Monday, May 26, 2008

(26 May 2008) June Blog- 1 Year On, 1 More To Go

  It’s hard to believe it’s been over a year since leaving my home in Sunny California to come to the exotic hub of West Africa .  As different as it is here, I find strange how normal and non-exotic it feels to me.  Being here has also increased, rather than answered, my questions about development.  It’s also made me contemplate my work here for the second half of my service.

    I really appreciate how much of the stigma of Africa disappeared for me after being here for so long.  Though the way people do things here is drastically different from what I’m used to, the things that people do here aren’t that different.  The pace of life here seems slower but only because it takes so much longer to do any one thing, there isn’t time or energy to do more beyond that.  The climate is another huge factor.  Sometimes we joke that entropy occurs at a faster rate here than anywhere else; because the temperature is so much higher I think that’s technically a fact.  This weather ages everything at a warp-speed pace.  As I write this it’s 2:45pm in the shade inside my hut and with both the window and door open it’s 101.5F.  The other day it was 109F inside my room at 5pm; that was hot.

    I may lament it at times, but I’ve become accustomed to pulling water at the well every other day and carrying it back to my room on my head.  In the states I can’t imagine how much water I use in a day; here, I use less than 15liters a day for bathing, drinking, cleaning, etc (granted this does not include laundry, which takes 30-40liters of water once every two weeks or so).  I’m also much more aware of the moon.  With no electricity to create light pollution it gets dark when the sun goes down and the amount of light is entirely dependant on the moon.  As for weather, I notice everything.  In the states if it’s too hot you turn on the a/c or a fan; if it’s too cold, you turn up the heat.  So much time is spent in a climate-controlled environment.  Here if it’s cold (anything below 80F is cold) I put on more clothes and sleep inside.  If it’s hot I sweat and sleep outside; if it’s really hot I am soaked in sweat and sleep outside.  I’m used to my younger brothers and sisters running around like wild monkeys every evening.  The more moonlight, the madder they get.  I’m used to their ripped and tattered clothes and my host mom walking around with no shirt on.  I get excited about millet with leaf sauce for dinner and am not surprised on nights where there is no dinner.  When I go someplace I walk or bike.  If my destination is really far I take a hot, smelly, overcrowded, and often-breaking-down relic of a bus that we call an alhum. Needless to say it’s not air-conditioned.  I’m used to the 100km (60mi) trip taking at least four hours and arriving in Tamba covered in dust that has adhered to my sweat.  I’m used to the trip from my village to Tamba (130km) taking a day.

    There used to be times I’d be in disbelief that anyone could live like this, but at the end of a year of living it, it just seems normal.  Part of the reason I wanted to come to Africa is all the bad press we hear about it in the states.  I knew I needed to dispel the myths that had built up in my mind and replace them with a picture based on my experiences here.  This much I am achieving.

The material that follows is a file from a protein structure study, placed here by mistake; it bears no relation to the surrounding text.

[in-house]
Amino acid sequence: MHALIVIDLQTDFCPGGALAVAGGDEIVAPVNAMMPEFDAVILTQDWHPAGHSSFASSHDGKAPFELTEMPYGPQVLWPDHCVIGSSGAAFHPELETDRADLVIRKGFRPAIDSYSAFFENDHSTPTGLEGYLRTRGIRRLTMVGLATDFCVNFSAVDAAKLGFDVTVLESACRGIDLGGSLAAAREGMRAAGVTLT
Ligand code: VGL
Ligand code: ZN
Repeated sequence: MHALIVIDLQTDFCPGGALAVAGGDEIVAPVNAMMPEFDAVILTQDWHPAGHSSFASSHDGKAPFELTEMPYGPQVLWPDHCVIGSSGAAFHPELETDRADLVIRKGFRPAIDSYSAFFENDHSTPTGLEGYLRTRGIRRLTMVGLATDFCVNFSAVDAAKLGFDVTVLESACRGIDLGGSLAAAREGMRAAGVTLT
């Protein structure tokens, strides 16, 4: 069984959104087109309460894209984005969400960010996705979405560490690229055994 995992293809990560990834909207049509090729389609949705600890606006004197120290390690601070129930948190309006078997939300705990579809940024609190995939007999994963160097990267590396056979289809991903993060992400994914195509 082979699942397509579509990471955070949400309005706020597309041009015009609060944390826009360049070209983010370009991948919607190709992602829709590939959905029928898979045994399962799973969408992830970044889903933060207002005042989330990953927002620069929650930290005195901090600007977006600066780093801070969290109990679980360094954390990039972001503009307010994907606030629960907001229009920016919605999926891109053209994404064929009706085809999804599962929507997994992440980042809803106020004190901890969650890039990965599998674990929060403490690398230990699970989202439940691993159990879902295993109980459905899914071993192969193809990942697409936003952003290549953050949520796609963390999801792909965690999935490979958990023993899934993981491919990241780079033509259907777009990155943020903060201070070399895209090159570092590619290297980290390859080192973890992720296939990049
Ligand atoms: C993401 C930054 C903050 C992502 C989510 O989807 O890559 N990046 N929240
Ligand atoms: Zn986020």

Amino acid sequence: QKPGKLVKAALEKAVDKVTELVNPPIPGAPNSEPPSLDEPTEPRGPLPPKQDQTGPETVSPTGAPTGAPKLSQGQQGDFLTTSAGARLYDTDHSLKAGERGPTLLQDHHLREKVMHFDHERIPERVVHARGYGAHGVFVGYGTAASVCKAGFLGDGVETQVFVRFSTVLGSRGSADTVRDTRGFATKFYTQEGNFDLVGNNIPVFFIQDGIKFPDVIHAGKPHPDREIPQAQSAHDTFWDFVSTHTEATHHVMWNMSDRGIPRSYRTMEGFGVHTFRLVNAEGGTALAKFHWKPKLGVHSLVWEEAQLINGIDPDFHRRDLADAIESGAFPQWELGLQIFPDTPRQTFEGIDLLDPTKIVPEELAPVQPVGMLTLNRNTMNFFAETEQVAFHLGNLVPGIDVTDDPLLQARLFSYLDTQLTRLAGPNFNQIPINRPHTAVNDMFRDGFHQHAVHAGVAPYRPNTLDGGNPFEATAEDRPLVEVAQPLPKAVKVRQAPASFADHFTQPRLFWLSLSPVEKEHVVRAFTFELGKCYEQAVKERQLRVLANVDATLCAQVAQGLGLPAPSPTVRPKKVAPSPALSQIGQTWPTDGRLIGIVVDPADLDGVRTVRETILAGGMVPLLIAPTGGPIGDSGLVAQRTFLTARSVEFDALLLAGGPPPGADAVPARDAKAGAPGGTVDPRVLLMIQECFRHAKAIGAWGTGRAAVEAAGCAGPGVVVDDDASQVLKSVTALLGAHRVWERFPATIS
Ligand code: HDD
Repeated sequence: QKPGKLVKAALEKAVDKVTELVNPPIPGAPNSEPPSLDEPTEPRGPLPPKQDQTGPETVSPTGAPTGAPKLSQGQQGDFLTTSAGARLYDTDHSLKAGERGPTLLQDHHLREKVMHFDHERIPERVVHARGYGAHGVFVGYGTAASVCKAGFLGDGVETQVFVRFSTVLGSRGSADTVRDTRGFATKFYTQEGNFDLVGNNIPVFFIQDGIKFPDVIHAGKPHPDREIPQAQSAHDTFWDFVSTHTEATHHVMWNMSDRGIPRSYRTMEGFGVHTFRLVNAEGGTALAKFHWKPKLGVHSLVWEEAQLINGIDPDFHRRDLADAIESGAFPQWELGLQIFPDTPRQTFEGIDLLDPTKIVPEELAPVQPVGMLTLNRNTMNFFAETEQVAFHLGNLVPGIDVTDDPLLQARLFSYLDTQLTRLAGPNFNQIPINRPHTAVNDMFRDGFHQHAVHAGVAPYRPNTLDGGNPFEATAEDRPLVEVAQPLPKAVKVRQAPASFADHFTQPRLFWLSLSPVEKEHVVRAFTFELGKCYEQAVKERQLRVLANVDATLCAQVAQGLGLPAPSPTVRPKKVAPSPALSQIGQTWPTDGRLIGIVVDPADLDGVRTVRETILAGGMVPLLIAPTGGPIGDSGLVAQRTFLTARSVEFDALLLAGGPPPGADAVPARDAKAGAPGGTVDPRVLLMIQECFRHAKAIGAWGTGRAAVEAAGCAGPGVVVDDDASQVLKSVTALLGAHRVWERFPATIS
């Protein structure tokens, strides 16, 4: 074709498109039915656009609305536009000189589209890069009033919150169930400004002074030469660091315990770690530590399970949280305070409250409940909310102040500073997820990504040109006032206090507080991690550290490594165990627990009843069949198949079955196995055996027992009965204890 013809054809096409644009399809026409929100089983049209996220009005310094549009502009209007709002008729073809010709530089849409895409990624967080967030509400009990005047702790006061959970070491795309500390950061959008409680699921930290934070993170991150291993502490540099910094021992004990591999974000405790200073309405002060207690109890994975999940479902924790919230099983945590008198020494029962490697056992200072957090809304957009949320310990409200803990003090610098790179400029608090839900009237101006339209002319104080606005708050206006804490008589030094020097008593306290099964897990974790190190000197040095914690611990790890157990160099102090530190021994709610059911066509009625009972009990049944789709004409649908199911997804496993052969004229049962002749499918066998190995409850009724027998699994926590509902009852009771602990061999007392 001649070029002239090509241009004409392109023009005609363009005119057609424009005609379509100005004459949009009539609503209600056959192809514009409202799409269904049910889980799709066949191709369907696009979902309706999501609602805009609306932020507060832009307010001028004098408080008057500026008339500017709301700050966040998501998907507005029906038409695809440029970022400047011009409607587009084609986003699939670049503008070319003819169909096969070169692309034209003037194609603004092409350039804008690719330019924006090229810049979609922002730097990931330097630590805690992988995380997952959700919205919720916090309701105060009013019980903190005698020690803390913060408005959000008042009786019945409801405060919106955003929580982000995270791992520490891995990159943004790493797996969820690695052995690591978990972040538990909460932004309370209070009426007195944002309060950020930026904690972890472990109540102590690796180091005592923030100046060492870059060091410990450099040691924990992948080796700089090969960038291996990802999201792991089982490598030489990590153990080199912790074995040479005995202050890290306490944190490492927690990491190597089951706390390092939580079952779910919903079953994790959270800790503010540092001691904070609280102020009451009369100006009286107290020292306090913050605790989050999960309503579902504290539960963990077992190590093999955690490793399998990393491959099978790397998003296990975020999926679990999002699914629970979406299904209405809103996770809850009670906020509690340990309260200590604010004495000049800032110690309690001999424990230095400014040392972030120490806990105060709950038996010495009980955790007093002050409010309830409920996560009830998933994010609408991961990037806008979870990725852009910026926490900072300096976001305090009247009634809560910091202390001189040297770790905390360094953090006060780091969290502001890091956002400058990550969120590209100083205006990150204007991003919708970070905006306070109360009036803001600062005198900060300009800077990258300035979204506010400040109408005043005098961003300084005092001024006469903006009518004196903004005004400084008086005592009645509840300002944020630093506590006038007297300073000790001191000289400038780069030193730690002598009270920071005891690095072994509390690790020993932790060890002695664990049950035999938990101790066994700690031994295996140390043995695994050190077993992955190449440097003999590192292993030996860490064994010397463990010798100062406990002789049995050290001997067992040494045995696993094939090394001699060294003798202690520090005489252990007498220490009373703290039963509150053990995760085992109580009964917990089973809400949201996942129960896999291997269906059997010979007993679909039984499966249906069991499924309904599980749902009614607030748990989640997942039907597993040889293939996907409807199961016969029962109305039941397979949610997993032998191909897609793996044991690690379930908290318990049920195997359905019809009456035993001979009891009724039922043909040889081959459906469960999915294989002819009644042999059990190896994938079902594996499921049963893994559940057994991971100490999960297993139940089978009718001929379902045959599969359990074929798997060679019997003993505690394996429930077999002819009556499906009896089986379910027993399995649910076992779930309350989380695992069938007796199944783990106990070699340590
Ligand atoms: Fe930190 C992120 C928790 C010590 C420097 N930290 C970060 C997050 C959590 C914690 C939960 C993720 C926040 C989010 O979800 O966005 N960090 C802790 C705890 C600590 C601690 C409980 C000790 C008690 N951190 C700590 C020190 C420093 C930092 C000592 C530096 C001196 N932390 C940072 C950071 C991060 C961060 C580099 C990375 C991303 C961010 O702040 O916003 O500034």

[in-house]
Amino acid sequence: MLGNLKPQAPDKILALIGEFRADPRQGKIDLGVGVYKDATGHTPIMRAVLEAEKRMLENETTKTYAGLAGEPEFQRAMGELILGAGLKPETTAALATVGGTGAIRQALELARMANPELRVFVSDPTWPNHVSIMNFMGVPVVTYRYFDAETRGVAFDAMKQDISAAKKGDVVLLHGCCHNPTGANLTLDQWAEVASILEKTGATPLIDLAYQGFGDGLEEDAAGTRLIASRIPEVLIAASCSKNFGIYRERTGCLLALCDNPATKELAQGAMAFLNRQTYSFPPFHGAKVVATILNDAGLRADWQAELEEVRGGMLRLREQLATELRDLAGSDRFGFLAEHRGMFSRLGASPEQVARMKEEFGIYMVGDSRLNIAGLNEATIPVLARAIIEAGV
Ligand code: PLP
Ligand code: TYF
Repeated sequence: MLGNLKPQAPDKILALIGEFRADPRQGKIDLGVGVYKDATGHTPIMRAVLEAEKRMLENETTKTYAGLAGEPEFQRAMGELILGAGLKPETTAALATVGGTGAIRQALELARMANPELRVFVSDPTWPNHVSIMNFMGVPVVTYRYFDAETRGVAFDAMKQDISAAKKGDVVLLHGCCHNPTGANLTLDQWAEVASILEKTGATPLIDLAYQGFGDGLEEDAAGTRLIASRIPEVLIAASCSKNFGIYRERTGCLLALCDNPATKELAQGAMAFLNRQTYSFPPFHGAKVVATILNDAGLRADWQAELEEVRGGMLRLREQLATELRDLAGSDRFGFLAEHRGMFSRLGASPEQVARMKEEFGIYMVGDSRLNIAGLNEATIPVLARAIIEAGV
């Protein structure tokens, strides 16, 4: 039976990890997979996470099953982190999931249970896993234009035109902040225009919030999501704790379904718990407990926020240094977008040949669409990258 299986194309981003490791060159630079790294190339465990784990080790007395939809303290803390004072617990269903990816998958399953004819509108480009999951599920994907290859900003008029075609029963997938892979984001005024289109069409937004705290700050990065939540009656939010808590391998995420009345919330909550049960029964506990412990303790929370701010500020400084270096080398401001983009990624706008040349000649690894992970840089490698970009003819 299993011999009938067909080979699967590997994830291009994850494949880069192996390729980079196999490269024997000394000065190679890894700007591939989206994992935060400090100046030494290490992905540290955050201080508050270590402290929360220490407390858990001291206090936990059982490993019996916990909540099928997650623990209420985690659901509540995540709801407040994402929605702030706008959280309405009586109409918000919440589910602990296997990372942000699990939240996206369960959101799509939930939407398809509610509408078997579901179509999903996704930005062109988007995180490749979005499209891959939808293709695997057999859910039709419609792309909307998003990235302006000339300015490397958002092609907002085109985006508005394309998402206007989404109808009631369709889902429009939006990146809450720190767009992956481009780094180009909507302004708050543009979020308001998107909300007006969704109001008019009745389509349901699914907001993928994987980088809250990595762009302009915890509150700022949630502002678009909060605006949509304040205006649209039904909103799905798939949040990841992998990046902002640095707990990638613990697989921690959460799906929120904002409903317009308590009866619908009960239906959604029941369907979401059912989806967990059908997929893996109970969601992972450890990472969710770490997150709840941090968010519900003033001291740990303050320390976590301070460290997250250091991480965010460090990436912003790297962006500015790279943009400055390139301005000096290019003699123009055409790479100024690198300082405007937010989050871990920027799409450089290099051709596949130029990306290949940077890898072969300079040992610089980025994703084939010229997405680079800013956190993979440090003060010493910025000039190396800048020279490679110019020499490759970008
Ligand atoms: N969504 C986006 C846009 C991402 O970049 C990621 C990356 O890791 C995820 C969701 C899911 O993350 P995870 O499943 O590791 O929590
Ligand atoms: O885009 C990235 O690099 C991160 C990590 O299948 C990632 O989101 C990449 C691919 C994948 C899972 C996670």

I think every Peace Corps Volunteer thinks that they will change the world on some level, ideally for the better.  In some ways you have to believe it to take the plunge and go.  I came into this with basically no development experience, but the idea that Africa is a big part of the world that seems to have a lot of problems that no one understands. All sorts of people spout off all sorts of solutions: leave it alone, give money, flood the place with international NGOs, or adopt a child… In my opinion Africa has been taken advantage of for centuries and continues to be, and as someone who profits from this I feel obligated to try and see the bigger picture I don’t really have any money to send that would make much of a difference, and even if I did I am unsure of how wisely it would be spent. International aid organizations in Africa constitute a major sector of employment, and while unemployment is a huge issue here it seems strange to me that working for an NGO is one of the best jobs someone here can get. Needless to say I am in no position to adopt a child.

    One of the nice parts of Peace Corps is all the books we pass around. Paul Farmer is a household name here. Martin Meredith provides an excellent, if lengthy, account of African history leading up to and through revolution until present day in The Fate of Africa. In the states I probably couldn’t sit through book after book on development, but here I’ve got the time and my interest is yet to wane. However, instead of deducing the solution or means to achieve sustainable development, this seemingly holy grail, I’ve only deduced that a lot of factors led to this web of issues that seems to have kept Africa back. Untangling this to move forward is going to be slow.

    I often find myself thinking of projects for my village and area that they haven’t mentioned yet. The consciousness of PC Senegal is currently shifting in a positive direction, but during my training we were totally discouraged from any projects that weren’t entirely initiated by our communities. The trouble is there are a multitude of basic needs that aren’t met here. Only a few compounds have latrines; most people walk out into the forests/fields to relieve themselves. Every drop of water used has to be pulled 64 meters or more up from the ground and carried home on the women’s heads. This water contains dust, dirt, and sometimes parasites. It’s a rarity here when a woman gives birth to twins and both survive. Women in the village often have 8-12 pregnancies during their lifetime; around 40% of those children don’t make it past the age of five. Though my family is fortunate enough not to have this problem, there are families here that eat one meal a day. The World Food Program provides a modest but filling breakfast and lunch to the school children each school day, except when it runs out. That’s for the kids who get to go to school. Some children are kept home to help with work around the house (the case with many girls) or for lack of money to continue their studies. Many simply fail to pass the exams required to continue on to the next level and drop out. I can’t even begin to picture my opportunities as a third grade dropout. When so many students are incapable of passing their exams, it shows how ineffective the education system is.